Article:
The state of air cargo and global trade
The Covid-19 pandemic is a health and humanitarian crisis, and it is also an economic shock. In its most recent report, Accenture has said that the effects of the Covid-19 crisis on air cargo capacity has improved in the last two weeks.
With the help of its comprehensive, reliable and up-to-date demand and supply databases, Seabury Consulting, now part of Accenture’s travel industry practice, has shared insights and data on air, express and ocean freight demand and capacity on a global basis.
Air cargo capacity increased in the last two weeks mostly driven by passenger belly
Asia Pacific trade lanes show double-digit capacity growth compared to the previous two weeks. Freighter capacity only increased significantly on Europe-Asia. Latin America trade lanes show strong declines as capacity has been moved to other regions.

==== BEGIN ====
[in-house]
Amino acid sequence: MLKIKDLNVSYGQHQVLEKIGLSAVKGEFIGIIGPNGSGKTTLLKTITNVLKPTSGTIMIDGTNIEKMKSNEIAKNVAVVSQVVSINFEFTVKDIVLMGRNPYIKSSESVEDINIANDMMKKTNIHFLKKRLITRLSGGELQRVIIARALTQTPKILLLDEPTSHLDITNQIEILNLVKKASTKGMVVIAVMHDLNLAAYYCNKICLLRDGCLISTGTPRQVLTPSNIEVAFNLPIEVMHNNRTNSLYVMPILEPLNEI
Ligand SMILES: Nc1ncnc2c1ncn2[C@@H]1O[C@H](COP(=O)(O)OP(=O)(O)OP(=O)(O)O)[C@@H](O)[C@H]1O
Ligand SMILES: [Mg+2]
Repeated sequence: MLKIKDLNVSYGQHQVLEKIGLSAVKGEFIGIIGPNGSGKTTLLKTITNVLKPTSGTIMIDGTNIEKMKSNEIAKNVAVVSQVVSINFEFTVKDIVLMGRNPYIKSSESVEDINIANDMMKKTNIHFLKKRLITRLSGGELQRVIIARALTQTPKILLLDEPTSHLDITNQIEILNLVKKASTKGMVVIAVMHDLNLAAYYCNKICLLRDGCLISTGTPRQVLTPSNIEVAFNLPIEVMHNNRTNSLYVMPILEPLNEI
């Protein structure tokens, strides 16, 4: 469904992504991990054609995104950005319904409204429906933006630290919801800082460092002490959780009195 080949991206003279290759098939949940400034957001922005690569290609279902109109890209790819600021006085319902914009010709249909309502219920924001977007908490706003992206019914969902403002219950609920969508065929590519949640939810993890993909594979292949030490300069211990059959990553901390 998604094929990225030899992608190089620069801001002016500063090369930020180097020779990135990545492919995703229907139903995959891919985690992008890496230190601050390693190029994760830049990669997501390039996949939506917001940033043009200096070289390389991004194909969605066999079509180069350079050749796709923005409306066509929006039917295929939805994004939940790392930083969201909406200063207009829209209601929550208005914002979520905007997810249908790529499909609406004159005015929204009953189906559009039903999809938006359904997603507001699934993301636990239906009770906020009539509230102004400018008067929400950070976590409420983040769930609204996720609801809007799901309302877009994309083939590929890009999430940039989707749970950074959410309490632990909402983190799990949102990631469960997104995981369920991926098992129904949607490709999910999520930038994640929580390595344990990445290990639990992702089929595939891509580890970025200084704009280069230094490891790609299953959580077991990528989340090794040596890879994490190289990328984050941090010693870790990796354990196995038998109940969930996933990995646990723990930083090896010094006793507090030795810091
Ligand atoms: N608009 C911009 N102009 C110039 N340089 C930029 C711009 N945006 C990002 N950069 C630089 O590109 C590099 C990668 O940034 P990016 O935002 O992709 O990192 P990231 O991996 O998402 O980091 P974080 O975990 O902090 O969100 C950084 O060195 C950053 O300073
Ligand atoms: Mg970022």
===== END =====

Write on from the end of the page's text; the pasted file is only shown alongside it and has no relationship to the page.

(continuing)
Note: Direct capacity only; All freighters and wide body passenger aircraft only, Date measured in UTC time; 1) Comparing 26 Oct – 8 Nov 2020 to 12 – 25 Oct 2020. Source: Seabury Consulting Part of Accenture Capacity Tracking database, Seabury Consulting Part of Accenture analysis (November 2020)
“Boneyard” airports play a key role in storing aircraft during the Covid-19 pandemic
Several airlines have resorted to putting aircraft in long-term storage as they run out of space at their hub. Top five boneyard airports combined store more than 1100 aircraft as of today. The lower regional travel demand has forced many narrow body aircraft into storage.
Note: Aircraft only considered stored in case the aircraft spends / has spent at least 120 hours at the airport. Source: Seabury Consulting Now Part of Accenture Capacity Tracking database, Seabury Consulting Now Part of Accenture analysis (November 2020)